As the World Farmers' Organization meets for its annual conference in Zambia to promote policies that strengthen this critical sector, IPS looks at how farmers across the globe are tackling the interconnected challenges of climate change, market fluctuations, water and land management, and energy access.
The 134 members of the Group of 77 and China (G-77) made their mark on the Paris Climate Change Agreement and should now adopt a program of action to implement it, Ambassador Ahmed Djoghlaf told IPS in a recent interview.
42 year-old Saraswati Subedi still remembers the night she almost died in a flash flood. “I heard the cries of my neighbours and ran out of the room with my two children. There was water all around and I thought we were going to die, so I started to pray,” says the mother of the three in Karki Tahara – a village by the river Harpan Khola in Nepal’s Kaski district.
An unprecedented 175 countries signed the Paris Climate Change Agreement here Friday, with 15 developing countries taking the lead by also ratifying the treaty.
The Food and Agriculture Organization of the United Nations (FAO) in partnership with Biodiversity International and the Permanent Mission of Italy to the UN (Rome based UN agencies) jointly organized a seminar on “Soils and pulses: symbiosis for life”, providing a platform to stakeholders, including governments, research organizations, civil society and the private sector, to deliberate increased pulses production and consumption and its relation to higher productivity and fertility of soils. 2016 is the International Year of Pulses as declared by the United General Assembly.
With Kenya’s meteorological records over the last 50 years indicating increased irregularity and variability in precipitation, the effects of changing climate are hitting hard. Rising temperatures as well other forms of extreme weather events in form of droughts and floods are a common feature.
Bangladesh has decided to set up a Hilsa Conservation Trust Fund (HCTF) to protect this fish from over-exploitation due to population growth and effects of climate change.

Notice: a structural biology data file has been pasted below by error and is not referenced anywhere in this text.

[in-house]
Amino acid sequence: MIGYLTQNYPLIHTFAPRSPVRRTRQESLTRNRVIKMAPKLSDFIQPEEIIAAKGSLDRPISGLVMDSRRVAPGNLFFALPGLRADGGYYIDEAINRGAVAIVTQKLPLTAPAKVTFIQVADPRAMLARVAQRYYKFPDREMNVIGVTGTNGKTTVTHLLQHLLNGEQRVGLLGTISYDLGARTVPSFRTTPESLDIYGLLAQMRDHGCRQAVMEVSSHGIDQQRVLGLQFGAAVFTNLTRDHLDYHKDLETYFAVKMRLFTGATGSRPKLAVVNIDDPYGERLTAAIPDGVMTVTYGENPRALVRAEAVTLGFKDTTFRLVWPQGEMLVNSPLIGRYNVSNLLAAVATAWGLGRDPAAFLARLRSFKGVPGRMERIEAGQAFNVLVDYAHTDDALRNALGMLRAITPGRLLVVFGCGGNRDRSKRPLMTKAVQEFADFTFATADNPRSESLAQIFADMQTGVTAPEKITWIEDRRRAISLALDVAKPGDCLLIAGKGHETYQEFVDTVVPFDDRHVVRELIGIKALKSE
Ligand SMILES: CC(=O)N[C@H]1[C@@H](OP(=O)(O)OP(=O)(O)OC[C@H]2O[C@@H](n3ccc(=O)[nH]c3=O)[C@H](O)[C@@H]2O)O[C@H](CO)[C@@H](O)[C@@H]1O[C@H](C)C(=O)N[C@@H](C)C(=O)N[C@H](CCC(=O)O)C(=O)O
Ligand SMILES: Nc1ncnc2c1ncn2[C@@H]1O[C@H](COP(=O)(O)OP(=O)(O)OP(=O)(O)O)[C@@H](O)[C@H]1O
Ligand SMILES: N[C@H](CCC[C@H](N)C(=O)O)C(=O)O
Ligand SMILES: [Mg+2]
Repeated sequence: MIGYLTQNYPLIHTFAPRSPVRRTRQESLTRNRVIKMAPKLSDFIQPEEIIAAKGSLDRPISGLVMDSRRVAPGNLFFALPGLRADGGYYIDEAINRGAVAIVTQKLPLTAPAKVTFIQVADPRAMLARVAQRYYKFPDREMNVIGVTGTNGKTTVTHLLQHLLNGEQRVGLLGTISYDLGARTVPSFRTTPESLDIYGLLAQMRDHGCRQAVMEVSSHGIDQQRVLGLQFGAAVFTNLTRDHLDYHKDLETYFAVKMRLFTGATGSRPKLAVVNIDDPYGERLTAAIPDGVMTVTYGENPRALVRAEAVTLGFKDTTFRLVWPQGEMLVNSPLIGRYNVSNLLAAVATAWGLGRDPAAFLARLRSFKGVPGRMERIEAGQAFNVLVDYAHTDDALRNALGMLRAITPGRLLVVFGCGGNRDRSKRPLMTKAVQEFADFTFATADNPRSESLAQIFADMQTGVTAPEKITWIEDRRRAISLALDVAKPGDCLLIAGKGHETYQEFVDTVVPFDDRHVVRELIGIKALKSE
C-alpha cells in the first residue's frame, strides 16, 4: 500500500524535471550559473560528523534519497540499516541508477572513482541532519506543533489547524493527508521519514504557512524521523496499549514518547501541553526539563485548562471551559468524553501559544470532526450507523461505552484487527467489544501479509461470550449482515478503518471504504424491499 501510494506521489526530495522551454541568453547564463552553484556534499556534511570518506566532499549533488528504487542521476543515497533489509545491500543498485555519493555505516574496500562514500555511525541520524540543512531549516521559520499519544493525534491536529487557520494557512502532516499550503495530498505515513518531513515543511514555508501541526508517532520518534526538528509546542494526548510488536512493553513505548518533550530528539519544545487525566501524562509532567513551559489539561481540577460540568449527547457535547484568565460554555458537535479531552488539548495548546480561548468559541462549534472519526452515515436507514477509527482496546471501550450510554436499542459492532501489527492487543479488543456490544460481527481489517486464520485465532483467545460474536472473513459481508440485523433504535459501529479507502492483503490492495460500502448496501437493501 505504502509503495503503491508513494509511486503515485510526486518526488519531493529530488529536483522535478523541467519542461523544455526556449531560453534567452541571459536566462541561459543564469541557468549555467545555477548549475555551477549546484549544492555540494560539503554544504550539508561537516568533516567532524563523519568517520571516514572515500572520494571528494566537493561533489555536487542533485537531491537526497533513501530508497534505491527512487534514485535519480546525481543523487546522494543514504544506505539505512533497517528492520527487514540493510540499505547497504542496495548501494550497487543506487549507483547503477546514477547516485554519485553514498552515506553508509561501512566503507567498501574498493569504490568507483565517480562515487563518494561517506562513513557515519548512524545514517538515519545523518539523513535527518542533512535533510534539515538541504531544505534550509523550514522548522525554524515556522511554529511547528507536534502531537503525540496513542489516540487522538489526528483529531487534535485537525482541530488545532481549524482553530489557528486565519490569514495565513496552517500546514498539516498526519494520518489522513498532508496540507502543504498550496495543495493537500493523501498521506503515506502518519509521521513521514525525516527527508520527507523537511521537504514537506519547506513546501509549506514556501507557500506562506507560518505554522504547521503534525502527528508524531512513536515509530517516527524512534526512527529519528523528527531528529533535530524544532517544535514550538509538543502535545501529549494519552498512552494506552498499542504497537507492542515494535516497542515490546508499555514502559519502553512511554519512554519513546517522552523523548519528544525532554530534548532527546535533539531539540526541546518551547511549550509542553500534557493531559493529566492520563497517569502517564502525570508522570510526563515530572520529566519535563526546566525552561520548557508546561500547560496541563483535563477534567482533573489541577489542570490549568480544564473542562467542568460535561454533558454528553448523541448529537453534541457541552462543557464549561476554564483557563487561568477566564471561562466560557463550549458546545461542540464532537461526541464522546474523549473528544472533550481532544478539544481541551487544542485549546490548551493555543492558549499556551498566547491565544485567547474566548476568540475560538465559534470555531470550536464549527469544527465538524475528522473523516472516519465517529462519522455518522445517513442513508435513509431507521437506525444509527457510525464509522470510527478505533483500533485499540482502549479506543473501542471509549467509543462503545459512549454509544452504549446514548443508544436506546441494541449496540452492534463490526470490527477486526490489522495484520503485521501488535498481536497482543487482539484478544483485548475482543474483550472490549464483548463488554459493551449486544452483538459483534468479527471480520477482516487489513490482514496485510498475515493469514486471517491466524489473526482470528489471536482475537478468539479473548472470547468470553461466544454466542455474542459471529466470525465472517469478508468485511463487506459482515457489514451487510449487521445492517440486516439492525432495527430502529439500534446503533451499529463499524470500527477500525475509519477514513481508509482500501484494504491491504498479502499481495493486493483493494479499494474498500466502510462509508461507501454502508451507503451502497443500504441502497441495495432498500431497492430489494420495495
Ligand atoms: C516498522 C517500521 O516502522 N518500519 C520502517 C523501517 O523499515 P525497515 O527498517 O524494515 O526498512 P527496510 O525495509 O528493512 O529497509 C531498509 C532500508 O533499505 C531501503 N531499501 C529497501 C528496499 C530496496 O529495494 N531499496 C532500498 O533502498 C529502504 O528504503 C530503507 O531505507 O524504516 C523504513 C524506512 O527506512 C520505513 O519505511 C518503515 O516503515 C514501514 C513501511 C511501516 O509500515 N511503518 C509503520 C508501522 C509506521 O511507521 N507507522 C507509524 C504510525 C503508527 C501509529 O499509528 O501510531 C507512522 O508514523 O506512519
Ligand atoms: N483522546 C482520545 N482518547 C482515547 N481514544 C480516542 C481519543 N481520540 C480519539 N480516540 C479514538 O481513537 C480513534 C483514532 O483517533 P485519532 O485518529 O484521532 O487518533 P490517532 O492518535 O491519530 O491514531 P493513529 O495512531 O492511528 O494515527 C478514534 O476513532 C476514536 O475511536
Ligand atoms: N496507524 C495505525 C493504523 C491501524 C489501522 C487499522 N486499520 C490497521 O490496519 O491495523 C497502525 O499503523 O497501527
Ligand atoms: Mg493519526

Delegates from 83 countries came together at the United Nations from March 28 to April 8 for the first in a series of landmark meetings on ocean protection. This Preparatory Committee will help forge an agreement to determine how nations move forward to protect the high seas—the 64 percent of the ocean that belongs to everyone but is governed by no one.
When Africa’s oldest protected marine area, Tsitsikamma -- the largest in the world, incorporating 80 km of rocky coastline, bustling with marine life, much of it endangered -- was opened as a pilot for public fishing on December 15, 2015, there was a big outcry.
The United Nations has begun negotiations for a new legally binding treaty for the conservation and sustainable use of marine biological resources in the world’s oceans – nearly 64 percent of which lie beyond national jurisdiction.
Peter Wainaina’s focus is on the fresh Irish potatoes he has just harvested. He assembles them into a 90-kilogramme bag while sorting out the unmarketable ones like sliced and tiny tubes. He lives on a small plot of land in Njabini, 600 metres away from a farm in Aberdares forest, west central Kenya, where he has been growing this fast-maturing crop for the past three months.
The next time you turn on the tap to fill the kettle, you might want to spare a thought for the forest that made it possible. It may be a hundred kilometres away or more from where you are sitting, but the chances are that you owe your cup of tea, in part at least, to the trees that helped to capture the water, and to filter it on its long journey to you the consumer.
The vast rainforests of Papua New Guinea (PNG) and the Solomon Islands in the southwest Pacific Ocean are crucial for environmental sustainability, survival of indigenous peoples and the wider goal of containing climate change. But forest degradation, driven primarily by excessive commercial logging, most of which is illegal, is a perpetual threat.
Anna Gamusi, has been growing ‘matooke’ - plantains - for over 20 years. She originally learnt how to grow them in her home village of Busolwe in Eastern Uganda, but says that they are no longer grown there.
Pollinators, whose role is essential in a third of what the world eats, are at center stage after a landmark new United Nations report warned that many of the 20,000 species are threatened by human behaviour.